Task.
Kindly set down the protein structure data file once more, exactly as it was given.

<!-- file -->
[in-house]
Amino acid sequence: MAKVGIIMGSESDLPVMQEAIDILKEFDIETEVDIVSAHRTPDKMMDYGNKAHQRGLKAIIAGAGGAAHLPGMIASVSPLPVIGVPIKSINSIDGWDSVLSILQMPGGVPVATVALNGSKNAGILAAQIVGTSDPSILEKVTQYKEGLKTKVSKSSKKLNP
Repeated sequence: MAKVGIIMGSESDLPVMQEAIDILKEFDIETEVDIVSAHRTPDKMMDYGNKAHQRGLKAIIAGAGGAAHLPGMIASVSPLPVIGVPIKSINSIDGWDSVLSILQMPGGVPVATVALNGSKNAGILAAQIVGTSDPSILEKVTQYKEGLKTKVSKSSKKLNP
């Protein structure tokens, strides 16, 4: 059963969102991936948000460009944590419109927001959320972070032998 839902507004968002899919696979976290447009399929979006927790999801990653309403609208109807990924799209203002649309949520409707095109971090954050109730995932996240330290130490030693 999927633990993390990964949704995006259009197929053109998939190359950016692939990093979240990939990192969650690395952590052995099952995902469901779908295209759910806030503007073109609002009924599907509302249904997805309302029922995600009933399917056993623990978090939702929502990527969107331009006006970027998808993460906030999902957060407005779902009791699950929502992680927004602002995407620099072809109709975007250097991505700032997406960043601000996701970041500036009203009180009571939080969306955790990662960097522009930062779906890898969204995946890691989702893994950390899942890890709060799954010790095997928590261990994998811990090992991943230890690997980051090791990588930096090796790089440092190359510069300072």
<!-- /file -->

[in-house]
Amino acid sequence: MAKVGIIMGSESDLPVMQEAIDILKEFDIETEVDIVSAHRTPDKMMDYGNKAHQRGLKAIIAGAGGAAHLPGMIASVSPLPVIGVPIKSINSIDGWDSVLSILQMPGGVPVATVALNGSKNAGILAAQIVGTSDPSILEKVTQYKEGLKTKVSKSSKKLNP
Repeated sequence: MAKVGIIMGSESDLPVMQEAIDILKEFDIETEVDIVSAHRTPDKMMDYGNKAHQRGLKAIIAGAGGAAHLPGMIASVSPLPVIGVPIKSINSIDGWDSVLSILQMPGGVPVATVALNGSKNAGILAAQIVGTSDPSILEKVTQYKEGLKTKVSKSSKKLNP
């Protein structure tokens, strides 16, 4: 059963969102991936948000460009944590419109927001959320972070032998 839902507004968002899919696979976290447009399929979006927790999801990653309403609208109807990924799209203002649309949520409707095109971090954050109730995932996240330290130490030693 999927633990993390990964949704995006259009197929053109998939190359950016692939990093979240990939990192969650690395952590052995099952995902469901779908295209759910806030503007073109609002009924599907509302249904997805309302029922995600009933399917056993623990978090939702929502990527969107331009006006970027998808993460906030999902957060407005779902009791699950929502992680927004602002995407620099072809109709975007250097991505700032997406960043601000996701970041500036009203009180009571939080969306955790990662960097522009930062779906890898969204995946890691989702893994950390899942890890709060799954010790095997928590261990994998811990090992991943230890690997980051090791990588930096090796790089440092190359510069300072």